The other side of the coin (the factors that contributed to the Monarchy’s relative stability and functionality) were neglected for a long time. Beginning in the 1970s, one could see signs of a shift. In Hungary one might think of the work of Péter Hanák as perhaps the most illustrative example.

In the emergence of the aforementioned trans-national tendency in the United States, along with Cohen, John W. Boyer, the Hungarian-born American professor István Deák, and their students, Pieter M. Judson, the author of the book under review, played a significant role. In his earlier works, Judson, who is now a professor at the European University Institute in Florence, studied the transformation of liberal politics and political culture (Exclusive Revolutionaries: Liberal Politics, Social Experience, and National Identity in the Austrian Empire, 1848−1914 [1996]). In other works, he examined the process of nationalization which came in the wake of the work of the “national activists” on the language border, and the phenomenon of the national indifference. Alongside the books by Cohen, Jeremy King, and Tara Zahra, Judson’s Guardians of the Nation (2006) constitutes one of the fundamental works in the new assessments of national identity. It offers a lively analysis of complex and highly malleable identities, the very complexity and malleability of which seemed to have escaped entirely the notice of the earlier approach, which tended towards simplification.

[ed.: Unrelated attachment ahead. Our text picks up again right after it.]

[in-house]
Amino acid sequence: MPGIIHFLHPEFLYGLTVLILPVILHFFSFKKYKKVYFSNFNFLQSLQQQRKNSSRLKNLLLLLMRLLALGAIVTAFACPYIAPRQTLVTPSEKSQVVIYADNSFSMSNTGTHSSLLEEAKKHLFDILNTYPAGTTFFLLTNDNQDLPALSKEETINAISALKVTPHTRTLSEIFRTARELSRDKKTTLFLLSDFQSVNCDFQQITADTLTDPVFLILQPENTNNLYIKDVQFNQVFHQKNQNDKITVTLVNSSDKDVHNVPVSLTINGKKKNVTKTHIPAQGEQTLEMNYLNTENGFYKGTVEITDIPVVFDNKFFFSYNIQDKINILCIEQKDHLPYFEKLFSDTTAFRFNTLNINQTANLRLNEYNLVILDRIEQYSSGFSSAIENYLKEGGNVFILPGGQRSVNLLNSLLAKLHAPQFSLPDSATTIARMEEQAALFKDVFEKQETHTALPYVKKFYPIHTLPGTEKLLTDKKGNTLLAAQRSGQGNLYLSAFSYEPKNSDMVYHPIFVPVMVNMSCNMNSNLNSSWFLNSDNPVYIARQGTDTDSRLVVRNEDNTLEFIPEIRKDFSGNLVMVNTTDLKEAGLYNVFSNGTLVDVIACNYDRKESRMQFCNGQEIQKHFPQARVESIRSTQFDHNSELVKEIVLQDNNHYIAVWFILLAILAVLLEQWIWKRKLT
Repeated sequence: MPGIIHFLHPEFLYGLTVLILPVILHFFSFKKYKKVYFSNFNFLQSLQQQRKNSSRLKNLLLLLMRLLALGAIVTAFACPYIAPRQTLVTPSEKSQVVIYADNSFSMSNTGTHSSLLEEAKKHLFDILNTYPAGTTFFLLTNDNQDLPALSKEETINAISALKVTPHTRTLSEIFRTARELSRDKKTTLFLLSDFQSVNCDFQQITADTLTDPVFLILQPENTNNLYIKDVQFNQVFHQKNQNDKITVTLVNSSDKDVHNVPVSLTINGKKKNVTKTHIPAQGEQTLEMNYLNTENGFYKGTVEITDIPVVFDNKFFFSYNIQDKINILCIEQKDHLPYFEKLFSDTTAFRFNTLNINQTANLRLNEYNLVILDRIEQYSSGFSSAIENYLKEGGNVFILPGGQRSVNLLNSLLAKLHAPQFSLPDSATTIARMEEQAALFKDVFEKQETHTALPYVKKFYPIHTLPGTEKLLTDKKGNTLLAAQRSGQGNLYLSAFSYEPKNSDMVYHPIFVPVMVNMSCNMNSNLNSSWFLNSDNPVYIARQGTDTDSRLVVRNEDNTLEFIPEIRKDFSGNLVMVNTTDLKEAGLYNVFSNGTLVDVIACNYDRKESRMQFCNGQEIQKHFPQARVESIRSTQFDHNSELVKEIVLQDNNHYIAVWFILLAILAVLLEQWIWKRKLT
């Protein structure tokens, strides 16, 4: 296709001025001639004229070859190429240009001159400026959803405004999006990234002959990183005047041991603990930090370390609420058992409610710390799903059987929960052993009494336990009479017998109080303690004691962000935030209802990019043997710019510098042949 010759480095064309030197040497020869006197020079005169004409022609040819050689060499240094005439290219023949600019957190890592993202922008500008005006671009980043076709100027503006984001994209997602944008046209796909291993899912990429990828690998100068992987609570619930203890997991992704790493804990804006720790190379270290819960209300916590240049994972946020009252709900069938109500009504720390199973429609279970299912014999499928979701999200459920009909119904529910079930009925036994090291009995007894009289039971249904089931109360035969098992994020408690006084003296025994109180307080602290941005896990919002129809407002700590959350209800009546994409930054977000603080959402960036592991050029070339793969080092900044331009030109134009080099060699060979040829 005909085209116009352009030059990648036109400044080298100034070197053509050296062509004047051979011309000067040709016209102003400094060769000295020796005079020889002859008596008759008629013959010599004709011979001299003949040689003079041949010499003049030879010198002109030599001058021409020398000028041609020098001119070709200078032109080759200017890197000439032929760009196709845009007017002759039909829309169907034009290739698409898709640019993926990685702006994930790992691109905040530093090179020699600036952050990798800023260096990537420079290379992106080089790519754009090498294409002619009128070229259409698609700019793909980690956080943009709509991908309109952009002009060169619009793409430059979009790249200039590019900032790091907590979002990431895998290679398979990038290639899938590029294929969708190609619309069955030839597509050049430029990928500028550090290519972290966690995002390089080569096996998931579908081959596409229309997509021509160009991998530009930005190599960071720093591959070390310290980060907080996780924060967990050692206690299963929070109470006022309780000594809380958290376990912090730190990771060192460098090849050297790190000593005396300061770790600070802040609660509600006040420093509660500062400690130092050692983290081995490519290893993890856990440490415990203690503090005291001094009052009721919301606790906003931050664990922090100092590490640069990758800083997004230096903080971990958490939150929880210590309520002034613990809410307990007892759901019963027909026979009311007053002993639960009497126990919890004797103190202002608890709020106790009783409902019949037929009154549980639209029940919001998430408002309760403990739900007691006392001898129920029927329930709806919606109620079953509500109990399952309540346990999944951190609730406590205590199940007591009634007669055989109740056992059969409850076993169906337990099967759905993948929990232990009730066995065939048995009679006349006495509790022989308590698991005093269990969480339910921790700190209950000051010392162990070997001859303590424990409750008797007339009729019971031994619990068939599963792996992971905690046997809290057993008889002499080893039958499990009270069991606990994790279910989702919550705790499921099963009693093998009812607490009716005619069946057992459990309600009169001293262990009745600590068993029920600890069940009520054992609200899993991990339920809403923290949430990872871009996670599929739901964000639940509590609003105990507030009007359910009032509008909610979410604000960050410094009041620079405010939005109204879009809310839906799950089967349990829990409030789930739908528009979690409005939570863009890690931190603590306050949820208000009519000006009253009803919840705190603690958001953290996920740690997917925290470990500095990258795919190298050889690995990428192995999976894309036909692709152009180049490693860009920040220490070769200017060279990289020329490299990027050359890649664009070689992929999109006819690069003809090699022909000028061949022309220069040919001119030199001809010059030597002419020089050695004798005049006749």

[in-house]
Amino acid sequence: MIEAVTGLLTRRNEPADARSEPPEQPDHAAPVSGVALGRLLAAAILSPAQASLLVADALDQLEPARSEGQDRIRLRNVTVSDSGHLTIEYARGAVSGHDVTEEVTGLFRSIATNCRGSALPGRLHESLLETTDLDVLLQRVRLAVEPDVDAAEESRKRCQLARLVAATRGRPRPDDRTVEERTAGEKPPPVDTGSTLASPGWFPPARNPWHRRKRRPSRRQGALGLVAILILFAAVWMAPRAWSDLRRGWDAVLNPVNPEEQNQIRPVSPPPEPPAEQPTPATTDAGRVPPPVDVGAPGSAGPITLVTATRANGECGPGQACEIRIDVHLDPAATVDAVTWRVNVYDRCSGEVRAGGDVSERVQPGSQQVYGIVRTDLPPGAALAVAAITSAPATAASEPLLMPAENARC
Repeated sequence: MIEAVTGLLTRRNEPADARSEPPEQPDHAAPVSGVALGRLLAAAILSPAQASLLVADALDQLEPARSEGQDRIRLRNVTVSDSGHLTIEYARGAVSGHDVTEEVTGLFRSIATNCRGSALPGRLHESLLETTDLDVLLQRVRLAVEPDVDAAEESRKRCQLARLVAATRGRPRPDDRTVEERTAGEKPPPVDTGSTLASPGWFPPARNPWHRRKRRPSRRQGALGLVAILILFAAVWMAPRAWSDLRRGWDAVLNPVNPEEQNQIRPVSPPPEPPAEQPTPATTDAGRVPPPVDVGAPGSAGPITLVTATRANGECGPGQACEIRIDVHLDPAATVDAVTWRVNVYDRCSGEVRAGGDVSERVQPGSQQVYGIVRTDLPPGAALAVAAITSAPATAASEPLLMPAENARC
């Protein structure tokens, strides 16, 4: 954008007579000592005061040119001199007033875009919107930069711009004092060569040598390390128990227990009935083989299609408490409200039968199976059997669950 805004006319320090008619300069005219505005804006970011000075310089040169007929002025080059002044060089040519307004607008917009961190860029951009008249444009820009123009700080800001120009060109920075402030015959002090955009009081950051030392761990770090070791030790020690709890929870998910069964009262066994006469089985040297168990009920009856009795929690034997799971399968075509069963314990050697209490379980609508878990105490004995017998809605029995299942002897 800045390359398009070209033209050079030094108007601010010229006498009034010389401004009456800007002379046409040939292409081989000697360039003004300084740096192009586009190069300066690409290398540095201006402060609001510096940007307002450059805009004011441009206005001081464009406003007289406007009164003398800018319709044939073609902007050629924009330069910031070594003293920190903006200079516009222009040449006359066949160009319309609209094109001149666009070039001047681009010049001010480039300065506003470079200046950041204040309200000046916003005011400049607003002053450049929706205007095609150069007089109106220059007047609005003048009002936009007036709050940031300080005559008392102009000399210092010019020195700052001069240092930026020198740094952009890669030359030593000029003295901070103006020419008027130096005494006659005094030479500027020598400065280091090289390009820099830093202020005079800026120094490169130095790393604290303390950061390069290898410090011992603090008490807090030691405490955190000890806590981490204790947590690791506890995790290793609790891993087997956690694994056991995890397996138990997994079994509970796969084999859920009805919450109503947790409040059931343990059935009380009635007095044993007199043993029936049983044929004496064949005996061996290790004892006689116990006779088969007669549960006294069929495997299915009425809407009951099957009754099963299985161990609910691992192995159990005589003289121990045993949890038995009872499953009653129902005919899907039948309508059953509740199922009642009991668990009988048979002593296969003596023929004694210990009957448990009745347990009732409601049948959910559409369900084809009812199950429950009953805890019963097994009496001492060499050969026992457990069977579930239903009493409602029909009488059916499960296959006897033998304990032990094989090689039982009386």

Judson’s new monograph on the last two centuries of the Habsburg Monarchy fits into this narrative well. It places emphasis not on nation building, but rather on state building. The book begins with a story from 1911: in a multiethnic small town in Galicia, passions and tempers flare in connection with the election. The soldiers sent to quell the disturbance shoot into the crowd and 26 people were killed. The story, however, is not about electoral corruption, national antagonisms, or the brutal measures taken by the authorities. Rather, it is about the odd unity among the linguistically, ethnically, and denominationally diverse people of the crowd, for whom the election (i.e. the future of the monarchy) was at stake. Judson offers the following explanation of the purpose of the book: “This book is about how countless local societies across central Europe engaged with the Habsburg dynasty’s efforts to build a unified and unifying imperial state from the eighteenth century until the First World War. It investigates how imperial institutions, administrative practices, and cultural programs helped to shape local society in every region of the empire, from the late eighteenth century until the first decades of the twentieth century. It also examines how citizens in every corner of the empire engaged with these various practices and institutions, often appropriating them from their own purposes or reinterpreting them to fit their interests. Taken as a whole, these complex processes of empire building gave citizens in every corner of the empire collective experiences that crossed linguistic, confessional, and regional divides” (p.4.). Judson considers it important to show that, alongside the ruler, the bureaucracy, and the military, the imperial Habsburg state “was also an ongoing project that engaged the minds, hearts, and energies of many of its citizens at every level of society” (p.5.).